Exclusive: IOC shouldn’t think they are “superior” to FIFA after past scandals, claims ICSS director of integrity

 

Criticising FIFA and distancing themselves from governance and corruption problems is a hypocritical stance for the International Olympic Committee (IOC) to take so soon after their own Salt Lake City scandal, International Centre for Sport and Security (ICSS) director of integrity Chris Eaton has claimed.

IOC President Thomas Bach launched a strong criticism of FIFA last month after the latest raft of allegations against them, warning how “enough is enough” and they must act “swiftly to regain credibility” because their problems require more changes than simply the election of a new President.

He also told football’s world governing body to take measures complying with themes of accountability, transparency and good governance prioritised in the IOC’s own Agenda 2020 reform process.

Eaton, a former FIFA head of security who departed to take up his ICSS post in 2012, criticised them, however, for taking this stance after backing Blatter for so long, while also doubting the sincerity of some of the IOC’s reforms.

“The IOC has only emerged fairly recently in governing body terms from its own scandal at Salt Lake City [in 1998],” he told insidethegames during last week’s Securing Sport conference in New York City.

“So they shouldn’t point too many fingers and make themselves out to be the superior body.

“The IOC rebuilt their values, but in a very pretentious way and the pretentious behaviour means they will never lead grassroots sports until they can become part of the grassroots culture.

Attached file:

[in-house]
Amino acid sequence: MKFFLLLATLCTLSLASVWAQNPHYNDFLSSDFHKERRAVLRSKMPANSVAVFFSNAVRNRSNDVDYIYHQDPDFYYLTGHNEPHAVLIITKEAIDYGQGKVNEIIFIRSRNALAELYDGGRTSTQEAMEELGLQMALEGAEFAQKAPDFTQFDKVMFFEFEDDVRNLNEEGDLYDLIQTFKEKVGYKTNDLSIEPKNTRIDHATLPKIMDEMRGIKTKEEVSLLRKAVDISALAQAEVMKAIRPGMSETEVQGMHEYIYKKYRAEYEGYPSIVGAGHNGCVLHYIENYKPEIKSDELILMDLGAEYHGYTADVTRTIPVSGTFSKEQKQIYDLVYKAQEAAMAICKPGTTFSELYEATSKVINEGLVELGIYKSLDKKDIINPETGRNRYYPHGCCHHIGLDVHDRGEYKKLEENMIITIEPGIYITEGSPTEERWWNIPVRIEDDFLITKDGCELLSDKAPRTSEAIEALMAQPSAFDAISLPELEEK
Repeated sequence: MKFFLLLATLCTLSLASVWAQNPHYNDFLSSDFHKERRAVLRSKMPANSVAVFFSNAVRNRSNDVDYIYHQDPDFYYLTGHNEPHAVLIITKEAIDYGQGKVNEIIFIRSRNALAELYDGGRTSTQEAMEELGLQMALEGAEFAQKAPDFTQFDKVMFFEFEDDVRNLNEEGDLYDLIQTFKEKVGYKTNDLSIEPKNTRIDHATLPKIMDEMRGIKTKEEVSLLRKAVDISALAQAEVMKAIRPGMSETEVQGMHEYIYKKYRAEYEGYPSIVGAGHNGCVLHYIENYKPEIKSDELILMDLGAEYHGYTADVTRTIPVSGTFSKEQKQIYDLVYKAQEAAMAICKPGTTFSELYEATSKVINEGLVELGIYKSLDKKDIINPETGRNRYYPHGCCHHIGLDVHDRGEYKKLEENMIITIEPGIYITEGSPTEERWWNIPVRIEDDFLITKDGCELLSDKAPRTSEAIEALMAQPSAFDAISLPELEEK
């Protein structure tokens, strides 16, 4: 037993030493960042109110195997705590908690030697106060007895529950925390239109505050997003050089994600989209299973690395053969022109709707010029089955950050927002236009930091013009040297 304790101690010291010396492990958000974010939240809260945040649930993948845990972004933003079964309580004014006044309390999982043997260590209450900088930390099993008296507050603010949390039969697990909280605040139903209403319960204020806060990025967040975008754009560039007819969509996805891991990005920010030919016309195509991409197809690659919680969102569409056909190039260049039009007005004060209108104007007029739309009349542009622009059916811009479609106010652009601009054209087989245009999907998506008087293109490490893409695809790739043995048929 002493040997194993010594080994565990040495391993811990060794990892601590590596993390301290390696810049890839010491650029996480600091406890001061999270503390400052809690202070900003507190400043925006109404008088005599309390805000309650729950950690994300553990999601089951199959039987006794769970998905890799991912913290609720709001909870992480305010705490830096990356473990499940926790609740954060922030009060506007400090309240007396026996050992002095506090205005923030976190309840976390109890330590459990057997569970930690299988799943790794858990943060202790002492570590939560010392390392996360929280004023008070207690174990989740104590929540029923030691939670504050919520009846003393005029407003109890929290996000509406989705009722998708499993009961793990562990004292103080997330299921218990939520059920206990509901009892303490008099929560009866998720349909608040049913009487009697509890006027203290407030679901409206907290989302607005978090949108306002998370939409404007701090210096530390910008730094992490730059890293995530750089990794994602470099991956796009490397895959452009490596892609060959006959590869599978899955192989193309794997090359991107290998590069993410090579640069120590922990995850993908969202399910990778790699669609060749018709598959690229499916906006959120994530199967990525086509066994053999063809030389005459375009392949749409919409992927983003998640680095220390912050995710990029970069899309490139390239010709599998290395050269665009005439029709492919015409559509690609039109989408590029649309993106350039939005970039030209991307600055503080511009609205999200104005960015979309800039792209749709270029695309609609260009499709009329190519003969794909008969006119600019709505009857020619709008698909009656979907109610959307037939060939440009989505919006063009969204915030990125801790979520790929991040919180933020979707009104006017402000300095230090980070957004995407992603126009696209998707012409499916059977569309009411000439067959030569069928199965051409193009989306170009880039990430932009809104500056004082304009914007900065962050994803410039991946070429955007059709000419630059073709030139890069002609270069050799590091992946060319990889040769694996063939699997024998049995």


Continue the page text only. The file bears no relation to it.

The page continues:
“So the IOC doesn’t really have the role it pretends it has, it is really an event-management company.

“It exists to manage the Olympic Games.

“It has no direct authority, other than influence – because of the Olympic Games – on other sports federations and governing bodies.”

Ten IOC members were expelled and another 10 were sanctioned for involvement in bribery during the successful Salt Lake City bid for the 2002 Winter Olympics and Paralympics, after which a series of reform measures were introduced, including a lower age limit of 70.

Eaton did concede that elements of the IOC’s more recent Agenda 2020 reform process had been positive, but criticised some parts, such as the focus on themes of autonomy and independence.

These values are “up for question” in today’s world, he claimed.

“The Olympic Movement has a different problem,” Eaton added.

“A sense of quasi-royalty.

“The IOC think they are almost born to lead and rule, and that arrogance is equally as culturally negative to FIFA’s greed arrogance.”

By Nick Butlerthis article was republished with permission from the original publisher Inside the Games www.insidethegames.biz 

 

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